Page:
Fake or Fir
The Green Challenge guide to the holidays.
Ah, the holidays—season of tinsel and trash. With all the parties and presents, Americans, on average, increase their garbage by 25 percent from Thanksgiving to New Year's, according to the Environmental Protection Agency. That comes to a total of more than 25 million tons. From manufacturing, boxing, and wrapping presents, to carting them to store shelves and doors, lighting up our houses, and traveling elsewhere, this is a time of CO 2 hangovers, as well as the food and drink kind.
So, what's a carbon-conscious consumer to do? The simplest way to stay on your carbon diet is to consume less than you have in previous years. But that doesn't mean you have to be Scrooge. (After all, you certainly don't want to end up with coal in your stocking when biofuel is the new carbon-savvy you.) Just don't binge.
• When shopping online or by mail order, consolidate your orders into as few shipments as possible.
• Consider the benefits of buying locally made goods, which aren't transported over long distances to get to you. Or could you buy antiques as presents? They're all about recycling and reuse.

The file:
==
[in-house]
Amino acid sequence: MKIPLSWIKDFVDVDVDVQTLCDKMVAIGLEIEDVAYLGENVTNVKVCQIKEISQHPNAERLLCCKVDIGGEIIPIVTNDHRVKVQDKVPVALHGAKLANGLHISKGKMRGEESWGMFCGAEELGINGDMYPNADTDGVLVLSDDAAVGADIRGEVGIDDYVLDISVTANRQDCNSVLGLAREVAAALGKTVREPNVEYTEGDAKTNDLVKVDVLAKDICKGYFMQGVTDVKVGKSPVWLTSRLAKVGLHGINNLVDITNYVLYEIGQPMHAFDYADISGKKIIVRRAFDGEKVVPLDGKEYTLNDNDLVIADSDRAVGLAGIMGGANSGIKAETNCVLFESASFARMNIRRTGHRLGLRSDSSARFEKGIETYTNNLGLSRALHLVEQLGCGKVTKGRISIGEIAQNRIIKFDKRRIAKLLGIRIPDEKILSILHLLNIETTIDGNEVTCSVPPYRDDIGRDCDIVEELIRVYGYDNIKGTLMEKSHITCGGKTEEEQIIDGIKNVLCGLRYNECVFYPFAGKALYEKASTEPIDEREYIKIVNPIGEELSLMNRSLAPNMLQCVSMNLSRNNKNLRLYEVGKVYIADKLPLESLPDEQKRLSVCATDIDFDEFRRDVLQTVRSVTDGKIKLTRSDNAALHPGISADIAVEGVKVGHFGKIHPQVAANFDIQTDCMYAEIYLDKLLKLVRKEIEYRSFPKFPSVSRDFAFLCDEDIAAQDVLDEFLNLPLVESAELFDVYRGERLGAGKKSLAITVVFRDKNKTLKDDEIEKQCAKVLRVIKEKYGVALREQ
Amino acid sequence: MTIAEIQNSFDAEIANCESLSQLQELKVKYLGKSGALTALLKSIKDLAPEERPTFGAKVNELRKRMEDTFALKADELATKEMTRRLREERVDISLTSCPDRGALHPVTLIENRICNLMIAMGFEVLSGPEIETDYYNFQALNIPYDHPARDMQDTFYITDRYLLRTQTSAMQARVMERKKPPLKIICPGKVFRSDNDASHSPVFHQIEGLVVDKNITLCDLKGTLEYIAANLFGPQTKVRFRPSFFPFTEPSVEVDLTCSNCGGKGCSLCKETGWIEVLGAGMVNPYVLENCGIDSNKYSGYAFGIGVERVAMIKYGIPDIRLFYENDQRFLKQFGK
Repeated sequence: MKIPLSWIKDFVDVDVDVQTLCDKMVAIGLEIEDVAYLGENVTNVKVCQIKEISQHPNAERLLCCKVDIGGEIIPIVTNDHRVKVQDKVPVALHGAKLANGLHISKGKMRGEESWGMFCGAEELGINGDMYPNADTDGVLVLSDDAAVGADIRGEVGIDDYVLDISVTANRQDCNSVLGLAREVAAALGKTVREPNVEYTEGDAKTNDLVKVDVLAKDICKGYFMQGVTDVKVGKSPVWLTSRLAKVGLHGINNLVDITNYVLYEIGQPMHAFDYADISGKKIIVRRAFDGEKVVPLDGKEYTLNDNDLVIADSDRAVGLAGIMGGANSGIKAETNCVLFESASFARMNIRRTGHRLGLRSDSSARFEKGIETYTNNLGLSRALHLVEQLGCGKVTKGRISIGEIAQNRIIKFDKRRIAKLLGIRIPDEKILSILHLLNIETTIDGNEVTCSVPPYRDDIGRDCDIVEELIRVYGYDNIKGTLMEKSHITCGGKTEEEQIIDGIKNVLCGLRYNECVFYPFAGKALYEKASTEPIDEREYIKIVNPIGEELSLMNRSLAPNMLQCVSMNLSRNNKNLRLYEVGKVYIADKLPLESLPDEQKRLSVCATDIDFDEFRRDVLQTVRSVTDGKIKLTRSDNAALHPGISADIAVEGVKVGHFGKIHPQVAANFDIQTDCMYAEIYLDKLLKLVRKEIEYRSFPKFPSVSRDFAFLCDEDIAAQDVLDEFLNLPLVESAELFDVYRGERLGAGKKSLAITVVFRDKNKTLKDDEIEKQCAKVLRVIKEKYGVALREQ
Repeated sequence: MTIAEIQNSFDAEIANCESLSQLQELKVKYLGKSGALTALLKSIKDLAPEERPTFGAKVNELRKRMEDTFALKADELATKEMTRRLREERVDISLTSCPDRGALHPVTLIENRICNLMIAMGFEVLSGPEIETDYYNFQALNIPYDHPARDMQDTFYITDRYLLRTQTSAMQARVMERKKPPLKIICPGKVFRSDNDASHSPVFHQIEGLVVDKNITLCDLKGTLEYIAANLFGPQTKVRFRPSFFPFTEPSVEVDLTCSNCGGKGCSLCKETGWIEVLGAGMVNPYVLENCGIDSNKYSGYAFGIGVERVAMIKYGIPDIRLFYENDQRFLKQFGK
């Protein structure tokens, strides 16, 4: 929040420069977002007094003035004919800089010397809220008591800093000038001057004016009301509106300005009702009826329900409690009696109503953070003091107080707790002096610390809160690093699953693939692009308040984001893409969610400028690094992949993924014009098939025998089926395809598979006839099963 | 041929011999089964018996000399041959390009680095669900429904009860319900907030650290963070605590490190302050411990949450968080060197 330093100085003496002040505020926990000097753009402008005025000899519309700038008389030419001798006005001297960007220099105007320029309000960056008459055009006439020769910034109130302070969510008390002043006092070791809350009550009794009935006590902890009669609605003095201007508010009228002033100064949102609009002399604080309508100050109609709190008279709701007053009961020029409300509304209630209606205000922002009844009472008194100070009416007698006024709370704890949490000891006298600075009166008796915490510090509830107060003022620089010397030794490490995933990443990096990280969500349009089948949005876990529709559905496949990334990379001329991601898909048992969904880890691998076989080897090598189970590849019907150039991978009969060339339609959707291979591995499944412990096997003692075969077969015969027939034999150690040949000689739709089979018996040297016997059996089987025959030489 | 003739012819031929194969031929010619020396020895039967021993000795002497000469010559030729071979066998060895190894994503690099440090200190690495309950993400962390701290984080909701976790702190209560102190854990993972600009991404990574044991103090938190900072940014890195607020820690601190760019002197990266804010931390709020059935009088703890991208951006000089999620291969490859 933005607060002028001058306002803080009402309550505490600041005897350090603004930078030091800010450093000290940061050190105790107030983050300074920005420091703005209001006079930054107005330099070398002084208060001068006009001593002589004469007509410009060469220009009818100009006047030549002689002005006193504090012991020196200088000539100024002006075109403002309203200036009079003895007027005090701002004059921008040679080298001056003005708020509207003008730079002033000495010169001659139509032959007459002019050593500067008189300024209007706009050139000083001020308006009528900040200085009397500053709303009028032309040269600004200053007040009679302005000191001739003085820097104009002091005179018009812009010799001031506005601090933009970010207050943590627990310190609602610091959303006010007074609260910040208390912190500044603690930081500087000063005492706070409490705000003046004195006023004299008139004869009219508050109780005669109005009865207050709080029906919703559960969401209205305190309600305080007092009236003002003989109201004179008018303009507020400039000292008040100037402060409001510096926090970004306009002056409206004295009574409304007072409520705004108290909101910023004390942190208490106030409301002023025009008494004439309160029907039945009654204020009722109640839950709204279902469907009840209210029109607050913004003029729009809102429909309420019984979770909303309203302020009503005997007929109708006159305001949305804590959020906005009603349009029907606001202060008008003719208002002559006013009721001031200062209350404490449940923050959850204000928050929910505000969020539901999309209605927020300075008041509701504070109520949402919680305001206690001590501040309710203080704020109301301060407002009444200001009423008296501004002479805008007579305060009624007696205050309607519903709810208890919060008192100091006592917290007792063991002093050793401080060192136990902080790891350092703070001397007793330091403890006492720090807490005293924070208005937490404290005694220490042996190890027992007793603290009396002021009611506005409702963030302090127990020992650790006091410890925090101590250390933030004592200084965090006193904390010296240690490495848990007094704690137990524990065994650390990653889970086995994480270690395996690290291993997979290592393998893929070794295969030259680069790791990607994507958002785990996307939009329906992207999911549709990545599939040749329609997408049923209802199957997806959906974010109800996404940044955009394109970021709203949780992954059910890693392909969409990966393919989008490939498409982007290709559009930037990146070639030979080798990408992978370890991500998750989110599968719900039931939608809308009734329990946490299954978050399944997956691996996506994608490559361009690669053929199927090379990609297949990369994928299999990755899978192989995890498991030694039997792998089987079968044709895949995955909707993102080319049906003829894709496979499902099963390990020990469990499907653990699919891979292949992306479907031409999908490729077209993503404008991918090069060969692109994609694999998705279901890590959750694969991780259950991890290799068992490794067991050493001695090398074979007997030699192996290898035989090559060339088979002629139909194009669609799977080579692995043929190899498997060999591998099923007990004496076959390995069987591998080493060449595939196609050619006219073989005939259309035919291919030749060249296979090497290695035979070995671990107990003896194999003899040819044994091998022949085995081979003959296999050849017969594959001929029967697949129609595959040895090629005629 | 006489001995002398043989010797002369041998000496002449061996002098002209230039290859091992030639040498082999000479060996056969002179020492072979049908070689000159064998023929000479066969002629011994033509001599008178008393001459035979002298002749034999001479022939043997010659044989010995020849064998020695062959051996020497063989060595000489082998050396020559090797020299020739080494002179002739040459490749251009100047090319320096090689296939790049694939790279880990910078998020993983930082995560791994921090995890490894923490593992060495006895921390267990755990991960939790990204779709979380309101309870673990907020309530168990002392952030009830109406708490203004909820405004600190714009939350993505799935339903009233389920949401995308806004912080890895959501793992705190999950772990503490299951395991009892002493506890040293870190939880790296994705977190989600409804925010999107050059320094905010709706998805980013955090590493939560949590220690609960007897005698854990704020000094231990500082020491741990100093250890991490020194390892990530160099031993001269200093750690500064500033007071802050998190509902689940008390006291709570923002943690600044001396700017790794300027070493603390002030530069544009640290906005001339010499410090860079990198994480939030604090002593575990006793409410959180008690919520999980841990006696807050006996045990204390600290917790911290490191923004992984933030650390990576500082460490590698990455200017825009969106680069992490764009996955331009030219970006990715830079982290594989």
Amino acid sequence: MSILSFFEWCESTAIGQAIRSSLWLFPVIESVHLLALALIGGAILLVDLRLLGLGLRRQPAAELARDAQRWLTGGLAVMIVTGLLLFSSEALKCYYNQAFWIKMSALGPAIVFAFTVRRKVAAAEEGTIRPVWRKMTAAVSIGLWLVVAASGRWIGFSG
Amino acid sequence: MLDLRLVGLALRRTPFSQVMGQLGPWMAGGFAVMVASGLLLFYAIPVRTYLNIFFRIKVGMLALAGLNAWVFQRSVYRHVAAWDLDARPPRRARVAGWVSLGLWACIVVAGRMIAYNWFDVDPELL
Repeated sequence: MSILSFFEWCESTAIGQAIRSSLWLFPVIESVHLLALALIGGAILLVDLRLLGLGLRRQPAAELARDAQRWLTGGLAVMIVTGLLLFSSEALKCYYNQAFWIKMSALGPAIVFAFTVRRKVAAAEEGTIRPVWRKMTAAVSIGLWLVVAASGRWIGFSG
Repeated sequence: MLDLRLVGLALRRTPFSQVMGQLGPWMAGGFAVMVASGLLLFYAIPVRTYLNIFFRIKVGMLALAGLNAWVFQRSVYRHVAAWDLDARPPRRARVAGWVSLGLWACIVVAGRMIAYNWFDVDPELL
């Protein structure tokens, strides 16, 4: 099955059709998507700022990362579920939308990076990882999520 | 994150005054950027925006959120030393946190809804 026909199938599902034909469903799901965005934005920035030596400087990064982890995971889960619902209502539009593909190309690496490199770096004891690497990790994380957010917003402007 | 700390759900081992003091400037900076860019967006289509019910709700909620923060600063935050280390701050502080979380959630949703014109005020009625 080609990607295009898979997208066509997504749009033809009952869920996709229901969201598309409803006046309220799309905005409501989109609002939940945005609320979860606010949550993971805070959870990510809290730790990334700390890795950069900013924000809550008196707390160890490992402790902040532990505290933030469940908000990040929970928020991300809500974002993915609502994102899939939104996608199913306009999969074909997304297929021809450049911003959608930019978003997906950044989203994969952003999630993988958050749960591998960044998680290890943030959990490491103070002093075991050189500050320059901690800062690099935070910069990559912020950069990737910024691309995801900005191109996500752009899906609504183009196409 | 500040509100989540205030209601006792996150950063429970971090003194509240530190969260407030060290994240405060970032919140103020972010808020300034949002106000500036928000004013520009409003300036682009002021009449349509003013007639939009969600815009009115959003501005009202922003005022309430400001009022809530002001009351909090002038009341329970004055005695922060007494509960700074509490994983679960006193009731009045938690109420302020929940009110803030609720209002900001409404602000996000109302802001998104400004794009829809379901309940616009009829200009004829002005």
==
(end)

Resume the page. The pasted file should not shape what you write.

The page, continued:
• Consider also gifts such as tickets to a play or concert, a museum membership, or art classes. They don't come with boxes and wrapping (and won't get shoved on the back of a shelf). Check out TreeHugger's roundup of holiday gift certificates.
• Could you reduce the number of holiday shopping trips you make, to save on gas? Could you bring reusable shopping bags? Most paper bags are made from virgin paper. Plastic ones are less CO2 intensive to make, but they're still made with petroleum and take hundreds of years to decompose in the landfill.
• If you're sending gifts by mail, choose small, light packages, which take up less space and fuel than big, heavy ones.
• If you're buying gifts for kids, toys made from natural materials such as wood and organic cotton are better for your CO2 count than stuff made from plastic, which is derived from fossil fuels.
Meaghan O'Neill is a freelance writer and founding editor of treehugger.com, an eco-Web site and Slate's partner on the Green Challenge.
Illustration by Robert Neubecker.